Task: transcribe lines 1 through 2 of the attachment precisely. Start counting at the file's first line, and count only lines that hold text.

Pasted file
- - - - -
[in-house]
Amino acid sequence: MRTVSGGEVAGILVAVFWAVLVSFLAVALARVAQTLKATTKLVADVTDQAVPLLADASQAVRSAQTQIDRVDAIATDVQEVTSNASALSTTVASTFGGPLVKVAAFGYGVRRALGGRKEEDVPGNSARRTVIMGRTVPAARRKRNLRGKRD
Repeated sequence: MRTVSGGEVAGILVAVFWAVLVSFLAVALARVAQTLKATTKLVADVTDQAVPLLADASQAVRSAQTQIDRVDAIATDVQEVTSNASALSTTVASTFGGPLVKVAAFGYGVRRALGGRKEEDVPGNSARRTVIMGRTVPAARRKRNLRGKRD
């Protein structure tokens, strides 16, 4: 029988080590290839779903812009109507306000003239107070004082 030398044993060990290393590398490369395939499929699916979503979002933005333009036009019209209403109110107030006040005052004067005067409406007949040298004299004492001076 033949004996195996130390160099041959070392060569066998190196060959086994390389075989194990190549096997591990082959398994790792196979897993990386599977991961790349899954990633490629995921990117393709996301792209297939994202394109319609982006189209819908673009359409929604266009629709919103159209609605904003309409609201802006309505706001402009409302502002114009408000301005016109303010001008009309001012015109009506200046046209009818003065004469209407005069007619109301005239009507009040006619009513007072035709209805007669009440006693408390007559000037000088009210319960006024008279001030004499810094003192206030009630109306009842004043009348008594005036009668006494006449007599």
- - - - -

[in-house]
Amino acid sequence: MRTVSGGEVAGILVAVFWAVLVSFLAVALARVAQTLKATTKLVADVTDQAVPLLADASQAVRSAQTQIDRVDAIATDVQEVTSNASALSTTVASTFGGPLVKVAAFGYGVRRALGGRKEEDVPGNSARRTVIMGRTVPAARRKRNLRGKRD